Is Christmas on the way out? Well, certainly not the commercialised and consumeristic version. That is alive and well. But the real Christmas may well be under threat, and headed for oblivion, at least in the public square. We are all aware of the political correctness plague, and the attempt to eradicate any spiritual or religious dimension to Christmas.
The indications of the secularisation of Christmas are plain to see. Consider just one example. A report in the UK Daily Mail found that almost 99 per cent of Christmas cards sold in Great Britain contain no religious message or imagery. Some 5,500 Christmas cards were examined and it turns out that fewer than 70 made any reference to the birth of Jesus.
Christmas is meant to celebrate one of the most important events of human history, the birth of Jesus some 2,000 years ago. Modern celebrations of Christmas seem to have no connection whatsoever with that historical event.
But it is not just Christians who bemoan this trend to despiritualise Christmas. One English writer who describes himself as certainly less than a fightin’ fundie (“I flicker somewhere between an agnostic and a mild believer),” has written a piece for the Telegraph (December 8, 2006) entitled, “Christmas: crucified by do-gooders”.
Jeff Randall laments the secularisation of Christmas, and to prove his point, he describes his trash bin, which is full of Christmas cards: “they are not Christmas cards at all, by which I mean, as well as having no Christian images, Nativity scenes etc, they don’t even mention the ‘C’ word. I’m afraid that ‘happy holidays’ simply will not do.”
He explains, “In the United Kingdom, this time of year is a Christian festival – as it should be. It is part of our heritage. You don’t have to be a fire-and-brimstone evangelist to respect a faith that still underpins traditional British values and institutions, even though much of its spiritual message was lost long ago in a fog of consumerism. Jettisoning Christmas-less cards is my tiny, almost certainly futile, gesture against the dark forces of political correctness. It’s a swipe at those who would prefer to abolish Christmas altogether, in case it offends ‘minorities’. Someone should tell them that, with only one in 15 Britons going to church on Sundays, Christians are a minority.”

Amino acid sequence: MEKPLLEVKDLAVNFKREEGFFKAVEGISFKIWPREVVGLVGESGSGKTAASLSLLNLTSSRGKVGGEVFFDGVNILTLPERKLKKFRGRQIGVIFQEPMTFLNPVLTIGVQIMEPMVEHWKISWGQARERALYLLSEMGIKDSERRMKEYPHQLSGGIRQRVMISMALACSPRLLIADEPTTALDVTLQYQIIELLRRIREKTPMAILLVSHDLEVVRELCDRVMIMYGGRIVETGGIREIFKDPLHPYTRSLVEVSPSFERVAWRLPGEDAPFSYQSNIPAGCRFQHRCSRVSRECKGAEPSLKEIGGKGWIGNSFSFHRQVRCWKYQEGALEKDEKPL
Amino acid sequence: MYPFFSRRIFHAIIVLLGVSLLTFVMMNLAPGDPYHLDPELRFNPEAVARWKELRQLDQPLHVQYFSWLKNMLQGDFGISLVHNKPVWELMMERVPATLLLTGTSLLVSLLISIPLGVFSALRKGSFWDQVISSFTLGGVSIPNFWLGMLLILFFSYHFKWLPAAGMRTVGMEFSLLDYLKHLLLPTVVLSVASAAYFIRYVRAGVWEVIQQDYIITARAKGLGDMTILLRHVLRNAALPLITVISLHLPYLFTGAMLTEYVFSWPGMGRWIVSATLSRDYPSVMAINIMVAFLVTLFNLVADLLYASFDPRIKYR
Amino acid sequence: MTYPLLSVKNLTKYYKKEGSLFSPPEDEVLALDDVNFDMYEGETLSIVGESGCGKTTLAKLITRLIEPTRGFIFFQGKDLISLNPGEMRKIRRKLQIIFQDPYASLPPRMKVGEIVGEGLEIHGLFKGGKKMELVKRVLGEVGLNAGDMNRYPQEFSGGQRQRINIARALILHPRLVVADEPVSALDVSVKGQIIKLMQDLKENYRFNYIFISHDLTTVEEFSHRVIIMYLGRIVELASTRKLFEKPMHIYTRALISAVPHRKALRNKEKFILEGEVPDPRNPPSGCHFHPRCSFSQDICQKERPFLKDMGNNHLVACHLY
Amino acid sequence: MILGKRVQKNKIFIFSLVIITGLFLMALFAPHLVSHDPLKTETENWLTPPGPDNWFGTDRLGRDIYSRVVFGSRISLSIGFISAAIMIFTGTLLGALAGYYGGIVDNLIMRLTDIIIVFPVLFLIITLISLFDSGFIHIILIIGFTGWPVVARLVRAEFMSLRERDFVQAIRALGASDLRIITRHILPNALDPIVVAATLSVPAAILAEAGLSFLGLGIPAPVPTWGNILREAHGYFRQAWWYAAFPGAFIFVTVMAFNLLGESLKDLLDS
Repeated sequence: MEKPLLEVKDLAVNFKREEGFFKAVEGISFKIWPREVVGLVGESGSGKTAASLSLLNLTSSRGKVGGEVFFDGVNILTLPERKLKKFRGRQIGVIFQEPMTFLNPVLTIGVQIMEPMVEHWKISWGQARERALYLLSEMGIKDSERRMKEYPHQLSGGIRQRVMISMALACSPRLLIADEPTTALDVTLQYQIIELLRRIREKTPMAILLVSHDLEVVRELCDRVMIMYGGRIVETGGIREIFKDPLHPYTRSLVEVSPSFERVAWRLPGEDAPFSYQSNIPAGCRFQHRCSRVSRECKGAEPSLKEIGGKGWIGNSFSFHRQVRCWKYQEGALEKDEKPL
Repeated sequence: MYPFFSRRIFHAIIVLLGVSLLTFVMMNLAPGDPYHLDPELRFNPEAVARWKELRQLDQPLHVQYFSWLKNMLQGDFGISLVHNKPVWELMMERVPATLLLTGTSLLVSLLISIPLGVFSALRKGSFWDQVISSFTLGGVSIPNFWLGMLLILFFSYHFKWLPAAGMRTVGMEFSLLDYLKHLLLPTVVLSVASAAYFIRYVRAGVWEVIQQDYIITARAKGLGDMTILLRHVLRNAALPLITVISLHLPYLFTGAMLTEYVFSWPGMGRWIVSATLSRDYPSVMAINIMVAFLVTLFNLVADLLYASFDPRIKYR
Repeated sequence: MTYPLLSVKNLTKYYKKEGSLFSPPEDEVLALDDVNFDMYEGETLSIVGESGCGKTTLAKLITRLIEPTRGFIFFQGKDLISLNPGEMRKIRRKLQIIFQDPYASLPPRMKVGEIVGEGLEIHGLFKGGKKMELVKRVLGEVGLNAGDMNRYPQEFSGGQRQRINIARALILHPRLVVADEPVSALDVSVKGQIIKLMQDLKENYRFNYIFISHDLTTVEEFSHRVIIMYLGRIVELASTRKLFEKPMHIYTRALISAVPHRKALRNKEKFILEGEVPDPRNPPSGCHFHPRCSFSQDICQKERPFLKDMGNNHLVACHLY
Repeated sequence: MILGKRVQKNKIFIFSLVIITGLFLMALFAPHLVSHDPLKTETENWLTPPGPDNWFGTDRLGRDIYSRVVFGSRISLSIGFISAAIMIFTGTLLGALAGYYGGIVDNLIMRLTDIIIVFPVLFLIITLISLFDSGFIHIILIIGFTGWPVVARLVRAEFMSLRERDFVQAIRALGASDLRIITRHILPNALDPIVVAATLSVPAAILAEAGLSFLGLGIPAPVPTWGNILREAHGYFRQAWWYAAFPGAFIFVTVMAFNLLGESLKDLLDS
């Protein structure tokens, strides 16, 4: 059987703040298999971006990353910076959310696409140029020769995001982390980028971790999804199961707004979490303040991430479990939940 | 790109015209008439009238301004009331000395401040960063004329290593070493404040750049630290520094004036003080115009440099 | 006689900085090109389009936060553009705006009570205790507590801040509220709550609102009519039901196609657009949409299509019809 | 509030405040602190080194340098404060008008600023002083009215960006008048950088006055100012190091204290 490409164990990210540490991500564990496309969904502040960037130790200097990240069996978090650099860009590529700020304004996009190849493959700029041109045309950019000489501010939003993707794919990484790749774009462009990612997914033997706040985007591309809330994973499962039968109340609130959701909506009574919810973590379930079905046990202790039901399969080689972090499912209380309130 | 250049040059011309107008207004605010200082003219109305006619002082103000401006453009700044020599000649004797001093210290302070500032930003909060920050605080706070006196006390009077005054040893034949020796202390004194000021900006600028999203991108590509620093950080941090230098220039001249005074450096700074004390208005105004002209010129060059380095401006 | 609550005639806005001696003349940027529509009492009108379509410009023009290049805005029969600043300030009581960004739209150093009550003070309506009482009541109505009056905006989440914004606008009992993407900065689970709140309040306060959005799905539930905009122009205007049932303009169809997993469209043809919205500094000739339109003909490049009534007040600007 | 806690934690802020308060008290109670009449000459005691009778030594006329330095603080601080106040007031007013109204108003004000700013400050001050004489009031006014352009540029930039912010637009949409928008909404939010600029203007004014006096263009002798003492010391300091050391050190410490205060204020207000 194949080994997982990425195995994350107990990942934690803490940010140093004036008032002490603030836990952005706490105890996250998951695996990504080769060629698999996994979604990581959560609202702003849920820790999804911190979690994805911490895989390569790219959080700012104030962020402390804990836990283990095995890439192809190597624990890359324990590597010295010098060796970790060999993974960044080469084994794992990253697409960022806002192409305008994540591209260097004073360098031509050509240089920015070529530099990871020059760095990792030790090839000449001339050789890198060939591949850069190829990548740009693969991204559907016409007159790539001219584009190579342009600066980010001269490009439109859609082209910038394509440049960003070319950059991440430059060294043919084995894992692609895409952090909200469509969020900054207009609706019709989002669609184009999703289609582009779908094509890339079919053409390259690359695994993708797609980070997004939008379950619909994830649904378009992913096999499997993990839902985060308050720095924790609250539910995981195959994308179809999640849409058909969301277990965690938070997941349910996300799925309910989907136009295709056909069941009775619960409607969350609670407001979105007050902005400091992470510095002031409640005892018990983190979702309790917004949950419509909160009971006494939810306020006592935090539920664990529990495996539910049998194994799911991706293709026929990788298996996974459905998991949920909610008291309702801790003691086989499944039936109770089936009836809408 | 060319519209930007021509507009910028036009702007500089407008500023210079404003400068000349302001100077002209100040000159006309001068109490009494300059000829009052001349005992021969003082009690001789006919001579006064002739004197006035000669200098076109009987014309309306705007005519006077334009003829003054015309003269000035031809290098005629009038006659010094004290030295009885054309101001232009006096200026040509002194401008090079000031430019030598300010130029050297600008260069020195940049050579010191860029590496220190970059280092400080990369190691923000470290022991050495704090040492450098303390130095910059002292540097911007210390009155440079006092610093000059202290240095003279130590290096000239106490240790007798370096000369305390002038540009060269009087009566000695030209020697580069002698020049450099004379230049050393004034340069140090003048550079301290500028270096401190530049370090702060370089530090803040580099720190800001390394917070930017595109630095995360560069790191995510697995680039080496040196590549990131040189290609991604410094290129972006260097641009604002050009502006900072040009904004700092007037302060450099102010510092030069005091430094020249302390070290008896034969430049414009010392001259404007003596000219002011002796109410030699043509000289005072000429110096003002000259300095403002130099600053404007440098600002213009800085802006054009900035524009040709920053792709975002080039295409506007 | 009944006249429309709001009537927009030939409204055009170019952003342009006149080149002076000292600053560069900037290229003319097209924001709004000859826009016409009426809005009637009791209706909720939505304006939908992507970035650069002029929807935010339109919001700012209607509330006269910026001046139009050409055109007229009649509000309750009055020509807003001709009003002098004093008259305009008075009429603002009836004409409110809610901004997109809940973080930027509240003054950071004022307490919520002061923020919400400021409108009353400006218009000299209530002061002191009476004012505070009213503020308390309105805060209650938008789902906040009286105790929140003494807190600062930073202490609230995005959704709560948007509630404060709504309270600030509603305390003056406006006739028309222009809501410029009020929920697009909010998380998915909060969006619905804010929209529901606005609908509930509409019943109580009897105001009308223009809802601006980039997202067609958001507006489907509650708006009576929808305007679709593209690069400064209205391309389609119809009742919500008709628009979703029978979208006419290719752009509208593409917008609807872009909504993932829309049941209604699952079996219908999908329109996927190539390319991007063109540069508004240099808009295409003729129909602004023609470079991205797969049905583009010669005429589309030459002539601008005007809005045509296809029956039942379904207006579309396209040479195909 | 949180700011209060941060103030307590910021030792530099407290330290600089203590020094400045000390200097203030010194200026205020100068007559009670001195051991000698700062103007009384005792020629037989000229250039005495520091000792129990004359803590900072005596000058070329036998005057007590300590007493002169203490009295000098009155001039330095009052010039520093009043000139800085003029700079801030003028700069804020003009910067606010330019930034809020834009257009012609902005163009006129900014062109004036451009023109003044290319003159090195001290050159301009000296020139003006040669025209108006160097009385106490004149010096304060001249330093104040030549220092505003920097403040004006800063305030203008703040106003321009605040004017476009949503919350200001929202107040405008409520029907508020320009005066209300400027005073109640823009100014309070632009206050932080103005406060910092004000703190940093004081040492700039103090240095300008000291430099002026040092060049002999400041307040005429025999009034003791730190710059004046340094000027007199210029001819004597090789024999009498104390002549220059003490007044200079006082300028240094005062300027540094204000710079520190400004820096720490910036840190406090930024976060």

The move to take Christ out of Christmas has been going on for some time now. But the move is not just to get religion out of Christmas. Often, it is to replace the Christian religion with other religions. “It’s sad, but I suppose we have become used to ghastly councillors, such as those in Birmingham, trying to rebrand Christmas in favour of something more multi-cultural, even pagan, eg, Winterval. It should come as no surprise that third-rate minds produce only third-rate ideas.”
“But what I found so shocking this week was a survey from a law firm, Peninsula, revealing that three out of four British employers have banned conventional Christmas decorations, lest they offend employees of other faiths. Bosses, the report said, are worried that they could be – wait for it – sued if they were to allow displays of Christian joy, but not those of other religions. Can they be serious? If that were not bad enough, the health-and-safety stormtroopers are parking their tanks on our tinsel. Santa’s sleighs need seat-belts, and mince pies must be ‘risk-assessed’ before being handed out to children.”